Closer to the slips is Tropic Bar and Restaurant, known to many as Ray’s, after the friendly guy who runs it. It’s on the ground level of a pale blue double-decker building with wraparound decks. There are hats hanging in random places and handwritten signs on the columns. It’s got a hodgepodge look that says come as you are, and welcome. There are tables and chairs, food and drink. What more could anyone want?
Stop by and ask about the $7 burger of the day, it might be smoked pork and cheddar or something called the “hangover burg.” If there’s anything you need to know, this is the place to find out. Need a barber to come out to your house? Ray or a friendly sailor will look up from her brew to tell you what’s what. Not in the mood for company? You can send a WhatsApp message and get a fried fish sandwich delivered to your boat.
We got three pineapples for a dollar.
Life here could get expensive, especially if you’re eating out a lot. And living on a boat is a whole nother kettle of fish. “Running your boat is a full-time job,” says Alex, 55. He and wife Carla Sazunic Dorsey, 45, live on a 42-foot Westsail—an oldschool sailing boat, as Alex likes to say. “It’s not all sitting under palm trees, sipping umbrella drinks.” Yes, there are days like that… but there are also days spent covered in grease, fixing things.
In his blog, Projectbluesphere.com, Alex explains how to be a minimalist sailor. “We live 100% off-grid, on solar power, and we don’t burn fossil fuels much,” he says. “We make as much as we can… bread, pasta, tofu, cheese, wine…and buy as little packaged food as possible. We pay $185 a year for a cruising permit, and we’re not overpoliced. In the States they were always coming onboard, it could be really hard sometimes. Here, it’s more relaxed.”
Heather and Jim spend around $2,000 a month on a life she says is neither spartan nor profligate. The couple actually came to Portobelo on a small sailing boat, but in 2005 they decided to buy land. “It was dirt cheap, mainly because it was untitled. I wouldn’t recommend anyone else go that route, unless they were very well off,” Heather adds. It’s a common concern in this region—there is still a lot of “Right of Possession” property. It’s better to stick to land that’s already been titled, unless you can afford to gamble on land that might have multiple ownership claims.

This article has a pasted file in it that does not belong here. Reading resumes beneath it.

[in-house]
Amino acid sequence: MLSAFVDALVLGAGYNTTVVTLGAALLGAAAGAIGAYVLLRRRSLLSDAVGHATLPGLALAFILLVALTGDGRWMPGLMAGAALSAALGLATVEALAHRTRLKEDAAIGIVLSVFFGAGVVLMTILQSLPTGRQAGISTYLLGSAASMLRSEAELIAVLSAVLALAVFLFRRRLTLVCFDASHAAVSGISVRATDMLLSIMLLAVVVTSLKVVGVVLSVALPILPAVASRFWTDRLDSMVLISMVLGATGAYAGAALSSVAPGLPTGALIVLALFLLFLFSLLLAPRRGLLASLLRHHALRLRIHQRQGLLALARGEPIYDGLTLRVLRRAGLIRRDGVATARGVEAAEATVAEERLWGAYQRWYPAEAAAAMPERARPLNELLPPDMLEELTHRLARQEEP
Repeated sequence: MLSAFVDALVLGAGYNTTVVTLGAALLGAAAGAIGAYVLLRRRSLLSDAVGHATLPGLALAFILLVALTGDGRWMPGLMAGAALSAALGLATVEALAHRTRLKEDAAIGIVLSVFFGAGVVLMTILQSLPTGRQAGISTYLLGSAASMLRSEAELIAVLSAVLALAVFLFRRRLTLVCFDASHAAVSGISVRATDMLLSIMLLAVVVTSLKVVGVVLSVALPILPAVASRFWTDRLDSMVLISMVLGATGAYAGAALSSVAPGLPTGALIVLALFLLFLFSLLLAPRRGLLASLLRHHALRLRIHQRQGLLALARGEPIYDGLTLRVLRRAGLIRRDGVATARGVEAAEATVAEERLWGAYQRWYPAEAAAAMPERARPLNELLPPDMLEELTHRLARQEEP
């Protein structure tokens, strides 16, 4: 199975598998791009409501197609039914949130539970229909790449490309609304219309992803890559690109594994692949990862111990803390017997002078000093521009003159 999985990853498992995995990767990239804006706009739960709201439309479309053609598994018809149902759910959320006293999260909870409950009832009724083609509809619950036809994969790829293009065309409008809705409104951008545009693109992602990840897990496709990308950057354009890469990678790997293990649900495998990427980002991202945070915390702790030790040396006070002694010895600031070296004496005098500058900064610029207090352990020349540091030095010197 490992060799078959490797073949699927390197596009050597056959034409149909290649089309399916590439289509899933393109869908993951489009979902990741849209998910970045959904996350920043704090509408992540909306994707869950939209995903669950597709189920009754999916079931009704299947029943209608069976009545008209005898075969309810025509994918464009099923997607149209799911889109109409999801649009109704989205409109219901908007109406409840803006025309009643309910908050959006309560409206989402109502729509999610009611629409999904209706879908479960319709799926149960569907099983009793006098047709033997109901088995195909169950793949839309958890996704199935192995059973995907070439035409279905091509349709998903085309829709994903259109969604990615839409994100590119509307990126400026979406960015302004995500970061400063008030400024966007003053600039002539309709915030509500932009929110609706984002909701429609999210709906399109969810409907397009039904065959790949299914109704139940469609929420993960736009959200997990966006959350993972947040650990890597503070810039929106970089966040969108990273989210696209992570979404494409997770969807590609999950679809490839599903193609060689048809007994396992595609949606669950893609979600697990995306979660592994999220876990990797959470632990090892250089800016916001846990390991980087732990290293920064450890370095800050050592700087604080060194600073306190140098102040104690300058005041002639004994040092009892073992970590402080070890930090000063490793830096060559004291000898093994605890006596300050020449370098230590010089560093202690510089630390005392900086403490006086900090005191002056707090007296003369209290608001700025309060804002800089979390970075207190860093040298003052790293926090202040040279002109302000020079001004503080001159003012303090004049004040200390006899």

Living on land in Portobelo can be extremely inexpensive for anyone happy to rent, though. But online, don’t expect to find much of anything besides expensive vacation rentals. To make the most out of life in Portobelo, you need to be willing to come down and talk to people. Take some time to greet them properly before asking questions. I’ve traveled extensively in the Caribbean and, from the Bahamas to Barbados, this is a good rule of thumb.
Some Spanish is necessary. But in my experience people in Portobelo are over the moon if you just show you’re willing to try. Polite holas and a bit of broken Spanish get you smiles and friendship.
For 30-something single expats like Jason Ashcroft and Amy Bennett, it was easy to network with locals and expats. And they each found creative ways to save on housing. A photographer and naturalist who offers jungle wildlife tours, Jason was offered free lodging at a little hotel if he would keep an eye on it at night. Later he and his girlfriend—they met in Portobelo— moved to a large property with a house for sale. He takes care of maintenance in exchange for discounts on rent.
“It’s a bit of a hike, but I like to be in the jungle. My neighbors are monkeys, sloths, and toucans. The house has three bedrooms, two bathrooms, a loft, and a nice terrace. It looks out over the forest, and I can see the ocean and enjoy the sunset. We have local fruit planted all over the property, so whenever we’re bored we go see what’s ripe. We compete with the monkeys for mango and avocado,” he jokes. “But the way I see it, it’s all theirs anyway.
Many places rent for about $500 a month here.
“I’ve seen many places rent for about $500 a month here. You might find waterfront to be more expensive,” Jason says. But if you have your own vehicle, you can access cheaper properties that aren’t right in town or along the main road. “I’d say anybody could survive out here with $1,000 a month.”